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One of my original goals for this project was: “Lower my cholesterol and triglycerides.” I’ve been doing some serious thinking about that lately, along with a bit of research, and I’d like to share the results with you.
The serious thinking started last spring, when I ran across the current controversy about the risks of statins in postmenopausal women.
A growing number of physicians and researchers are arguing that, for some women like me, the risks of taking statins to lower cholesterol may outweigh the potential benefits. And the risks are scary: muscle pain (and, more rarely, permanent muscle damage), kidney and liver issues and – yikes! – increased risk of diabetes. Aside from being my own biggest fear, diabetes also, ironically, increases the risk of heart disease, the very thing statins are meant to prevent.
All this gave me pause, because my doctor had prescribed a statin a while ago, and my argument to the nurse practitioner (whom I actually see more often than the doctor) that I didn’t really want to take it had been met with a firm insistence that I should. Based on my numbers, she said – total cholesterol around 350, with an HDL ("good" cholesterol) of around 60 – there was no question.
So I took it for about a month, but I felt tired and achy – maybe just because of life in general, but the achiness felt worse than usual. So when I saw the new studies, I thought, “You know what? I’m just going to stop.”
And I did, and I felt better. But I’ve been avoiding going back to the nurse practitioner to tell her. All of which strikes me as the behavior of a naughty child, rather than a mature adult.
So, as a mature adult, this week I sought another opinion. My editor, Carey Goldberg, suggested I talk with Dr. Vikas Saini, a cardiovascular specialist and the president of the Lown Institute. He’s known for promoting the cause of “right care,” or “avoiding avoidable care” – that is, for arguing that modern medical practice too often overtreats patients, with frequently expensive and sometimes disastrous results. This seems self-evident to me, though it has been enough to create huge controversy in some circles.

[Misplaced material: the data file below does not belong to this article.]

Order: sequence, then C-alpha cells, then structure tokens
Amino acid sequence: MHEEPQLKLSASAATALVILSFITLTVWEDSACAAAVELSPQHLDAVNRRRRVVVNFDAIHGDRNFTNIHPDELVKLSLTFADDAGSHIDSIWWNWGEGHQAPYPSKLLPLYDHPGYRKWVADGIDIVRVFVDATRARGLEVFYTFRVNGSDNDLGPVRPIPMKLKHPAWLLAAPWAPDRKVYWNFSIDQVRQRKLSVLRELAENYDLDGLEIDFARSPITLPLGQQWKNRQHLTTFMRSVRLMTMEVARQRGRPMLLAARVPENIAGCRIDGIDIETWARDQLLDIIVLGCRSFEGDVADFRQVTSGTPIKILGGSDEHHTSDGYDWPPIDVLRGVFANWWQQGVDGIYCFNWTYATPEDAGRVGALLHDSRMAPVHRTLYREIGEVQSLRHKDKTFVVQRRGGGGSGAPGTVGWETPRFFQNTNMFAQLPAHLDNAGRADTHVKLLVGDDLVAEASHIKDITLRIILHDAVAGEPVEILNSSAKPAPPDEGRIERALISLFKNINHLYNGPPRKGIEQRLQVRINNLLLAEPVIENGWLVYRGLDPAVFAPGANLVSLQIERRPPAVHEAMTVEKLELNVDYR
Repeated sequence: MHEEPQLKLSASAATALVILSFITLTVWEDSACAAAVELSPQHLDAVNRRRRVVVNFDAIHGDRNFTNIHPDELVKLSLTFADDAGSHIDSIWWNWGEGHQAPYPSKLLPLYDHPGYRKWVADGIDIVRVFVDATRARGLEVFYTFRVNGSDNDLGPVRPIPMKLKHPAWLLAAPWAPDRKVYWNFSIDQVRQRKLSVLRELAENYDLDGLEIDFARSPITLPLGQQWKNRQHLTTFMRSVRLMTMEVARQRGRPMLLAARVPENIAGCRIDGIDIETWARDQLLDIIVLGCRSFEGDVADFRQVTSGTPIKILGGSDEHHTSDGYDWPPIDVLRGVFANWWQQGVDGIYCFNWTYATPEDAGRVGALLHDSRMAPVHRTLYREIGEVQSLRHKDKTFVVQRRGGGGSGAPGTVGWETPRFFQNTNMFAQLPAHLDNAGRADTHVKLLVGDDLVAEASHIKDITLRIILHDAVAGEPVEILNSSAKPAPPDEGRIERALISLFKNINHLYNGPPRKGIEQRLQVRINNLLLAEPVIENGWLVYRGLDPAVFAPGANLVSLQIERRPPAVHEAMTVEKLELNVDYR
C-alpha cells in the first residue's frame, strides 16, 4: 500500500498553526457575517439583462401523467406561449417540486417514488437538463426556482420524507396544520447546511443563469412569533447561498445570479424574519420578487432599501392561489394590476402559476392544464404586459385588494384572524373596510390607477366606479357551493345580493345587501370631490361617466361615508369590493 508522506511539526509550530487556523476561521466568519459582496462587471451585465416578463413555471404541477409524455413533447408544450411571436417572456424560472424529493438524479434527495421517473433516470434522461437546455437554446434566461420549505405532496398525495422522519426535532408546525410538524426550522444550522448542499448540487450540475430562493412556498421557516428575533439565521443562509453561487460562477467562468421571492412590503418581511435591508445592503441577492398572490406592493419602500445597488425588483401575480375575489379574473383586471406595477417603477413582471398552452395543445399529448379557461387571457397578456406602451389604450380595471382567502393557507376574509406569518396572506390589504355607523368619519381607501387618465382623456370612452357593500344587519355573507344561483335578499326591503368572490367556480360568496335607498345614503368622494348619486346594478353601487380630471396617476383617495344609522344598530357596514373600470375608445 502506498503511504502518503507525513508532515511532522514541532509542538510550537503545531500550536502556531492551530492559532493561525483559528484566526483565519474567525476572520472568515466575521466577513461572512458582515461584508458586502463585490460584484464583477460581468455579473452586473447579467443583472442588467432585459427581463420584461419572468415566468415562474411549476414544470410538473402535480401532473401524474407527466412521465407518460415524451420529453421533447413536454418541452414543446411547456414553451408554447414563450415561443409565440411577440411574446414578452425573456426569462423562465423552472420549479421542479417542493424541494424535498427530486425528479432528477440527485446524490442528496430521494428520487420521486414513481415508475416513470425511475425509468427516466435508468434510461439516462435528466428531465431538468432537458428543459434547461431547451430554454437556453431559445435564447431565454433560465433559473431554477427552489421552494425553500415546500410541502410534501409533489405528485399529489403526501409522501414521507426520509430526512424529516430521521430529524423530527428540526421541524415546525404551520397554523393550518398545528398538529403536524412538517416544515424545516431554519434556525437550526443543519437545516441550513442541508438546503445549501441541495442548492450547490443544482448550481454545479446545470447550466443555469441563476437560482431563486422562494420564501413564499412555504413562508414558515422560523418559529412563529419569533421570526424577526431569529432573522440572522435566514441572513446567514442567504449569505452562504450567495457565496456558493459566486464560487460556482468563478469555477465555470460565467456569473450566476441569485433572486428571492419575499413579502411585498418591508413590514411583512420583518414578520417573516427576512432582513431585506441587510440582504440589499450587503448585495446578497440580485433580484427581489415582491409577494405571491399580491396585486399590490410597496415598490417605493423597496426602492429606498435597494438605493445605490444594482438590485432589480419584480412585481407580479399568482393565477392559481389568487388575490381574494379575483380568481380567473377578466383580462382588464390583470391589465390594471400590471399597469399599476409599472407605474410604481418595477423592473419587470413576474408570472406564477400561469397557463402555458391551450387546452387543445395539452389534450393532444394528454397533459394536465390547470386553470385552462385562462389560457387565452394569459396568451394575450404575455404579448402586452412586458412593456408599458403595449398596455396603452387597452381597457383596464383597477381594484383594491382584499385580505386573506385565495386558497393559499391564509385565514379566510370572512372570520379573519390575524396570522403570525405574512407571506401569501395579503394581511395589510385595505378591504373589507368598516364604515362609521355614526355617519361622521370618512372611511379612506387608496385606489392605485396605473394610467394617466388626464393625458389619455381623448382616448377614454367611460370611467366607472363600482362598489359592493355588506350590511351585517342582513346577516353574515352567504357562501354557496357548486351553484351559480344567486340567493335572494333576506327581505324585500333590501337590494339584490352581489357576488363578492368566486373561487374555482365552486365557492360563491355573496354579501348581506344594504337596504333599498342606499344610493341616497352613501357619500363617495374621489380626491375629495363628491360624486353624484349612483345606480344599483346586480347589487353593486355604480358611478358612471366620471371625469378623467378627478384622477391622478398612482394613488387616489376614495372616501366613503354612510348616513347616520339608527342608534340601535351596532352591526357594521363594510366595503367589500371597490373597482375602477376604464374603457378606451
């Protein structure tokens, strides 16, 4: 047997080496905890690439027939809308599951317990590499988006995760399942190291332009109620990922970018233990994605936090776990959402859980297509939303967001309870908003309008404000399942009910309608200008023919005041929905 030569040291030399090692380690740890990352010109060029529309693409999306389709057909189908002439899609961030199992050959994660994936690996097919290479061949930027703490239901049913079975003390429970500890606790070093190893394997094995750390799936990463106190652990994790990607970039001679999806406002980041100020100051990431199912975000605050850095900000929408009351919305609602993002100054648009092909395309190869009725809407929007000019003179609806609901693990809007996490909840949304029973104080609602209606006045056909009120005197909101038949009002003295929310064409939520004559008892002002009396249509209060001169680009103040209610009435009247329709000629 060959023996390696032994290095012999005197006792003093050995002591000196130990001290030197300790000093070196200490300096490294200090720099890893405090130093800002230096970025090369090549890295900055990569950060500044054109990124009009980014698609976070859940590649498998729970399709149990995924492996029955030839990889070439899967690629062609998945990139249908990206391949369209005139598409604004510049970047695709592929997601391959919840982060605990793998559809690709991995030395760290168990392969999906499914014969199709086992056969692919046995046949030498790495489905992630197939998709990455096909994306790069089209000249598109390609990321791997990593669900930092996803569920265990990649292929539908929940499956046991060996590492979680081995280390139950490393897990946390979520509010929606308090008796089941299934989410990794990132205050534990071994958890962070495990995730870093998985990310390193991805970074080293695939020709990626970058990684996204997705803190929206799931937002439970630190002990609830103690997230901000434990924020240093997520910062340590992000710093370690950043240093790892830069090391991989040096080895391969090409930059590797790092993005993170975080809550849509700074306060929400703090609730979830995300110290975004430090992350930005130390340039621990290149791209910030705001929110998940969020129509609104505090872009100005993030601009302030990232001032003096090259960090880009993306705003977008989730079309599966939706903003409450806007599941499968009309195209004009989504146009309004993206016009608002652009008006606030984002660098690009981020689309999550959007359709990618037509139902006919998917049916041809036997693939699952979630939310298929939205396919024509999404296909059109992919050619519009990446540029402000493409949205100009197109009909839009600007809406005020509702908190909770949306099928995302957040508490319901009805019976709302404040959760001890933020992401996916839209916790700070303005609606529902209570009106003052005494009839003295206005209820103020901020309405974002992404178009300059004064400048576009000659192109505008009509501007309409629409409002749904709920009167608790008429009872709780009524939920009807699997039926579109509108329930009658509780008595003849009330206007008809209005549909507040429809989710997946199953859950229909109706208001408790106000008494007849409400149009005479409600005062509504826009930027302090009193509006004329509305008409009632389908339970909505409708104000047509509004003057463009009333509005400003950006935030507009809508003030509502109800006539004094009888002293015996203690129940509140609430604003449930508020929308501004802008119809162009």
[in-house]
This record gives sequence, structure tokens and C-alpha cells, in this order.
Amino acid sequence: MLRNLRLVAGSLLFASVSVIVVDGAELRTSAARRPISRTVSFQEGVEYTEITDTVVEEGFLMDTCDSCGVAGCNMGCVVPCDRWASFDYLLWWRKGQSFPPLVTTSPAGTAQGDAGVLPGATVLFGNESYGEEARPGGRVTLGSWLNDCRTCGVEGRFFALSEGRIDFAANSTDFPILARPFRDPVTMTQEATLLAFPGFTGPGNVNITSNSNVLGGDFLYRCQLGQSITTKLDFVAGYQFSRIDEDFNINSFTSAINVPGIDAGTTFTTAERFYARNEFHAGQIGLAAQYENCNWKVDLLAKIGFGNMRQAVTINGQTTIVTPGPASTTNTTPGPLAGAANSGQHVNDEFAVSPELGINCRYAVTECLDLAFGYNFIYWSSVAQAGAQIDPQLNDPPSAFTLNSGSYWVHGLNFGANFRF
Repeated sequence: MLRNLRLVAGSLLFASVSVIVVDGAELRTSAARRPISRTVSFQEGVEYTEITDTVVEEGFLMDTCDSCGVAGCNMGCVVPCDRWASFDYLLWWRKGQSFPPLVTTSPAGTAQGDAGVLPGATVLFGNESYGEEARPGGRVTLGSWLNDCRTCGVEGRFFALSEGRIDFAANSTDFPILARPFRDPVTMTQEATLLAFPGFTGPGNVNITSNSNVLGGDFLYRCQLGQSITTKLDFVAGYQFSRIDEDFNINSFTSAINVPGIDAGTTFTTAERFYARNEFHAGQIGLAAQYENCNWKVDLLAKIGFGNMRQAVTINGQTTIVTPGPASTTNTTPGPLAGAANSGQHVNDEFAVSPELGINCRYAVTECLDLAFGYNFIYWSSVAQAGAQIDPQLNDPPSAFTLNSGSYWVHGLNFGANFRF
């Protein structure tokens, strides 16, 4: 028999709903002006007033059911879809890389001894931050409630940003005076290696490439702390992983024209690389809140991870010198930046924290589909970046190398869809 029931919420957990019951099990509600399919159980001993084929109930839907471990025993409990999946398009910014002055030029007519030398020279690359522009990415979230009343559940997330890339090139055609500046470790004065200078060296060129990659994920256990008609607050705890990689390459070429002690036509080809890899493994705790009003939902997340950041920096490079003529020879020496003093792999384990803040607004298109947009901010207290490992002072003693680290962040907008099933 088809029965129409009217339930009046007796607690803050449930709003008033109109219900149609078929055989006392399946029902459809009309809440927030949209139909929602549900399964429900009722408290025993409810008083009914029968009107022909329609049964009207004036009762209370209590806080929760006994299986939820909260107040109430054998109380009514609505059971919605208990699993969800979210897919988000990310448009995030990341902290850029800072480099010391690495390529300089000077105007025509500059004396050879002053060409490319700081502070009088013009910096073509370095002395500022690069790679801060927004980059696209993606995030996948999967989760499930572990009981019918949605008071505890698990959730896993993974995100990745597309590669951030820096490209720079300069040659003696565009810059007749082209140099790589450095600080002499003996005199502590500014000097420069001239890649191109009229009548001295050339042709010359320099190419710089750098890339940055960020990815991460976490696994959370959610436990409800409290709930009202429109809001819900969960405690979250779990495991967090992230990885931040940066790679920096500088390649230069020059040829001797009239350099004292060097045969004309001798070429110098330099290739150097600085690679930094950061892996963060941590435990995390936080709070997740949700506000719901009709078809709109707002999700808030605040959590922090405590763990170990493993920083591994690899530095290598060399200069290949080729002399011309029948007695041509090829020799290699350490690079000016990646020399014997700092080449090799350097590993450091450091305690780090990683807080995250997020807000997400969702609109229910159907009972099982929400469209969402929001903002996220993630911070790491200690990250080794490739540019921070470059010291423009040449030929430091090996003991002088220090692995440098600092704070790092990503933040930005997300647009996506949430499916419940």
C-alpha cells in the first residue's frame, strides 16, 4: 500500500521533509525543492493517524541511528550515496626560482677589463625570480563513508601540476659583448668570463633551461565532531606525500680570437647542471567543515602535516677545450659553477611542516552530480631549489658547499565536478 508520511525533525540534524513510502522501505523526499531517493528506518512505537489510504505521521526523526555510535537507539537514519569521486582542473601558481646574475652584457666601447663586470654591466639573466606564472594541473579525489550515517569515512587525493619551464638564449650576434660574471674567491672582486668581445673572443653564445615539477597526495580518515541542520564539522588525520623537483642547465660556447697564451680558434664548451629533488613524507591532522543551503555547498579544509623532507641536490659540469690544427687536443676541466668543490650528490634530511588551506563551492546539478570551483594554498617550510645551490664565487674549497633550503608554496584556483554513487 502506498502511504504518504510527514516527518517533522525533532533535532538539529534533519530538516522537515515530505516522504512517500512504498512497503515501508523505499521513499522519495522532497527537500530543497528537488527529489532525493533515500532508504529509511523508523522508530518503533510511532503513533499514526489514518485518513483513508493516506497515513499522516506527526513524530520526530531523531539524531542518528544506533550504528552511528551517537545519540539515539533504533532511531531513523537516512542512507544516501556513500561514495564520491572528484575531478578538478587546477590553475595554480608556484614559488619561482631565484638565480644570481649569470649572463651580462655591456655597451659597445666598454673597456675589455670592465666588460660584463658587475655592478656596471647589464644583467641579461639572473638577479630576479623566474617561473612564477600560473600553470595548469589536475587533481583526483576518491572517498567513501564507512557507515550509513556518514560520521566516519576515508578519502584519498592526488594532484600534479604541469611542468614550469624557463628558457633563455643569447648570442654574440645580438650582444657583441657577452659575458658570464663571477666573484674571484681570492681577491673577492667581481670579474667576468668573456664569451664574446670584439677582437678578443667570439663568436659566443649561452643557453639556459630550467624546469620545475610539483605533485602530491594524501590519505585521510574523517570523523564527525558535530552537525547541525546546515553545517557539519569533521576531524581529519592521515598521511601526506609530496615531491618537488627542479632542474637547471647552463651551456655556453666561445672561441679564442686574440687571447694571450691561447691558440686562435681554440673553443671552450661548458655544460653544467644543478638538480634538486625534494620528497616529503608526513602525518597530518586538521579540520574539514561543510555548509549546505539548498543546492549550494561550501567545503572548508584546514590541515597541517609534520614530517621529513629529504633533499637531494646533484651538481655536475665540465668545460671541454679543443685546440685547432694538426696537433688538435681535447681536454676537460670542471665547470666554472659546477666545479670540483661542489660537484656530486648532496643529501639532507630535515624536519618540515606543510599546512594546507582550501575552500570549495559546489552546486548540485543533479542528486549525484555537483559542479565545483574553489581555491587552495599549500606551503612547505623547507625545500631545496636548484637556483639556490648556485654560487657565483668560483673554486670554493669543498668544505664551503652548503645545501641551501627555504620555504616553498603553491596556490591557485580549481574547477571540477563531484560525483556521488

In any case, I called Dr. Saini and talked with him about statins, in both general and personal terms. After noting that statins have become a fairly polarizing issue in the medical community, he asked a few questions about my personal and family history.
I gave him my numbers, which he agreed create a slightly increased risk – on paper, anyway. But when I told him that both my grandmothers had high cholesterol but lived into their 90s (and neither died of heart disease), and that neither of my parents, who also had high cholesterol, died of heart disease, either, he said that this history “makes me very, very suspicious of any attempt to paint your high cholesterol as a risk factor. It doesn’t add up.”
Well, hurrah. So I’m not being stupid to stop taking the statin?
“I don’t think that’s stupid at all,” Saini said. “I personally wouldn’t do much of anything except check your numbers.”
And, of course, keep increasing my commitment to exercise – “at least get it up to three times a week” – and eat your basic Mediterranean diet with plenty of olive oil, and work on stress reduction. All these factors, he noted, clearly help prevent heart disease.
But the problem is, Dr. Saini said, that no one has done a huge clinical trial comparing major lifestyle changes with statin use. The comparison is always with “usual” lifestyle changes, like going for a walk once in a while. So, he said, no one really knows how statins stack up against serious, major lifestyle changes.
I came away from this conversation with added motivation to keep moving, and to keep eating right. It’s pretty clear to me that the more rigorously I embrace real change, the more likely I am to avoid all the problems that statins are designed to prevent – and avoid the problems that I might invite by taking one.
I also came away with an important caveat. This recommendation is based on me: my numbers, my family history, my lack of any personal history of heart disease. For a woman my age with a different history, Saini said, his answer might well be different.
“Anybody with a [personal] history of coronary disease, it’s almost like a different disease,” he said. In such cases, “statins are definitely very helpful, but it’s still not a slam-dunk.”
Other factors that would argue more in favor of statins: high blood pressure (mine is thankfully low), high blood sugar, a more severe family history … all the things that make you you, as opposed to me. So I can’t say this strongly enough: Talk with your doctor before making a decision.
And I guess that goes for me, too. At least to check my numbers, and maybe even to 'fess up.
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